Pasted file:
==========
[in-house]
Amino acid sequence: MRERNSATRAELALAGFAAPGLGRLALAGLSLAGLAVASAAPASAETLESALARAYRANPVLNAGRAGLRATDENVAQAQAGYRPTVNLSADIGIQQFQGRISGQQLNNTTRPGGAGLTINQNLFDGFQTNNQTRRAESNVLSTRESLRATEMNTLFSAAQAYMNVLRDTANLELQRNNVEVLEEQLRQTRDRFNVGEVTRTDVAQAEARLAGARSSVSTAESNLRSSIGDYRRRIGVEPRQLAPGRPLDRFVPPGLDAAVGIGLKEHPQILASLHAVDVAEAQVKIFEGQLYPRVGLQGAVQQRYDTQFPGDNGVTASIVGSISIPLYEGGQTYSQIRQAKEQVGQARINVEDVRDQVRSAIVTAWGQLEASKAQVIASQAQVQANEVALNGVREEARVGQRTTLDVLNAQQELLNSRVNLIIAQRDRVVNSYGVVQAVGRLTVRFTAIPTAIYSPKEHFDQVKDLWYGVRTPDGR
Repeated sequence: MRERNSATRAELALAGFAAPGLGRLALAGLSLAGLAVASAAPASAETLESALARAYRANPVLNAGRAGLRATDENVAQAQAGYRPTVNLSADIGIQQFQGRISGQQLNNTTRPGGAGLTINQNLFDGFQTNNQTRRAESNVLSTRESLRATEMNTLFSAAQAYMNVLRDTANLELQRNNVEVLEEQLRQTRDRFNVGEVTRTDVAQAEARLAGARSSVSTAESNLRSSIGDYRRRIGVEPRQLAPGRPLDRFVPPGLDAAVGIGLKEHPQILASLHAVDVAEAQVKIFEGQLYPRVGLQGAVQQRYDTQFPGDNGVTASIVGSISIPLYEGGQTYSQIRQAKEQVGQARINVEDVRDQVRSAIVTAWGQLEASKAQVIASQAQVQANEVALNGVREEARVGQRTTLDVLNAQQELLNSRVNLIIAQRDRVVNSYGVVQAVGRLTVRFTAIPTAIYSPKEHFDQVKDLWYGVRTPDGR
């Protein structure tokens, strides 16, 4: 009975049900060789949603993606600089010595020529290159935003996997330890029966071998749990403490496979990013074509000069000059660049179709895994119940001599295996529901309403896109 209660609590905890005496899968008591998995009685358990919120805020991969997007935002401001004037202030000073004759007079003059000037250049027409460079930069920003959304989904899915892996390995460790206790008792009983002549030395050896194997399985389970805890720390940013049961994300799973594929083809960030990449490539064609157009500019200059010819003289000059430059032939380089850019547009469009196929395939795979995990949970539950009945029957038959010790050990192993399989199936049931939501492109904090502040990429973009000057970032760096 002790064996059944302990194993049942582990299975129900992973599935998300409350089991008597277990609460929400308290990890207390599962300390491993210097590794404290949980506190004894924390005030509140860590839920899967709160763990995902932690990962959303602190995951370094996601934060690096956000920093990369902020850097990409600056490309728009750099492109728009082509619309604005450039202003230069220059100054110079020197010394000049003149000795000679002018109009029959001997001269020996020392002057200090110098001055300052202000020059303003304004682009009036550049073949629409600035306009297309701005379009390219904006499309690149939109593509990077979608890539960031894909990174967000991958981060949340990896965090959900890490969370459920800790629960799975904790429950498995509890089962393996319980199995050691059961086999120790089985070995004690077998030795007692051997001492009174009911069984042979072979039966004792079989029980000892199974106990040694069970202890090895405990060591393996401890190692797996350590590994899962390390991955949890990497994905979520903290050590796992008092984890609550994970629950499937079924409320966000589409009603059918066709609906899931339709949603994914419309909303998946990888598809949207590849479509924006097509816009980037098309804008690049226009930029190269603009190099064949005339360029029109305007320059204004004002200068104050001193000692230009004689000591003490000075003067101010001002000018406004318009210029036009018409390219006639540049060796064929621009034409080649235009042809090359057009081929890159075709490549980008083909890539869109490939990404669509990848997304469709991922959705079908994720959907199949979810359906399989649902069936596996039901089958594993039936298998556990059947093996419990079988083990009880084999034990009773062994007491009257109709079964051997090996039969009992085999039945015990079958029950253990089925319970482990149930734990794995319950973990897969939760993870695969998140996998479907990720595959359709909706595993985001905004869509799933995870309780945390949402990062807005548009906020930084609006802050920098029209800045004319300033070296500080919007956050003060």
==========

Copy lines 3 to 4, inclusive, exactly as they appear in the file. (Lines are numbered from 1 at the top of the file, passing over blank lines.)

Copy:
Repeated sequence: MRERNSATRAELALAGFAAPGLGRLALAGLSLAGLAVASAAPASAETLESALARAYRANPVLNAGRAGLRATDENVAQAQAGYRPTVNLSADIGIQQFQGRISGQQLNNTTRPGGAGLTINQNLFDGFQTNNQTRRAESNVLSTRESLRATEMNTLFSAAQAYMNVLRDTANLELQRNNVEVLEEQLRQTRDRFNVGEVTRTDVAQAEARLAGARSSVSTAESNLRSSIGDYRRRIGVEPRQLAPGRPLDRFVPPGLDAAVGIGLKEHPQILASLHAVDVAEAQVKIFEGQLYPRVGLQGAVQQRYDTQFPGDNGVTASIVGSISIPLYEGGQTYSQIRQAKEQVGQARINVEDVRDQVRSAIVTAWGQLEASKAQVIASQAQVQANEVALNGVREEARVGQRTTLDVLNAQQELLNSRVNLIIAQRDRVVNSYGVVQAVGRLTVRFTAIPTAIYSPKEHFDQVKDLWYGVRTPDGR
């Protein structure tokens, strides 16, 4: 009975049900060789949603993606600089010595020529290159935003996997330890029966071998749990403490496979990013074509000069000059660049179709895994119940001599295996529901309403896109 209660609590905890005496899968008591998995009685358990919120805020991969997007935002401001004037202030000073004759007079003059000037250049027409460079930069920003959304989904899915892996390995460790206790008792009983002549030395050896194997399985389970805890720390940013049961994300799973594929083809960030990449490539064609157009500019200059010819003289000059430059032939380089850019547009469009196929395939795979995990949970539950009945029957038959010790050990192993399989199936049931939501492109904090502040990429973009000057970032760096 002790064996059944302990194993049942582990299975129900992973599935998300409350089991008597277990609460929400308290990890207390599962300390491993210097590794404290949980506190004894924390005030509140860590839920899967709160763990995902932690990962959303602190995951370094996601934060690096956000920093990369902020850097990409600056490309728009750099492109728009082509619309604005450039202003230069220059100054110079020197010394000049003149000795000679002018109009029959001997001269020996020392002057200090110098001055300052202000020059303003304004682009009036550049073949629409600035306009297309701005379009390219904006499309690149939109593509990077979608890539960031894909990174967000991958981060949340990896965090959900890490969370459920800790629960799975904790429950498995509890089962393996319980199995050691059961086999120790089985070995004690077998030795007692051997001492009174009911069984042979072979039966004792079989029980000892199974106990040694069970202890090895405990060591393996401890190692797996350590590994899962390390991955949890990497994905979520903290050590796992008092984890609550994970629950499937079924409320966000589409009603059918066709609906899931339709949603994914419309909303998946990888598809949207590849479509924006097509816009980037098309804008690049226009930029190269603009190099064949005339360029029109305007320059204004004002200068104050001193000692230009004689000591003490000075003067101010001002000018406004318009210029036009018409390219006639540049060796064929621009034409080649235009042809090359057009081929890159075709490549980008083909890539869109490939990404669509990848997304469709991922959705079908994720959907199949979810359906399989649902069936596996039901089958594993039936298998556990059947093996419990079988083990009880084999034990009773062994007491009257109709079964051997090996039969009992085999039945015990079958029950253990089925319970482990149930734990794995319950973990897969939760993870695969998140996998479907990720595959359709909706595993985001905004869509799933995870309780945390949402990062807005548009906020930084609006802050920098029209800045004319300033070296500080919007956050003060």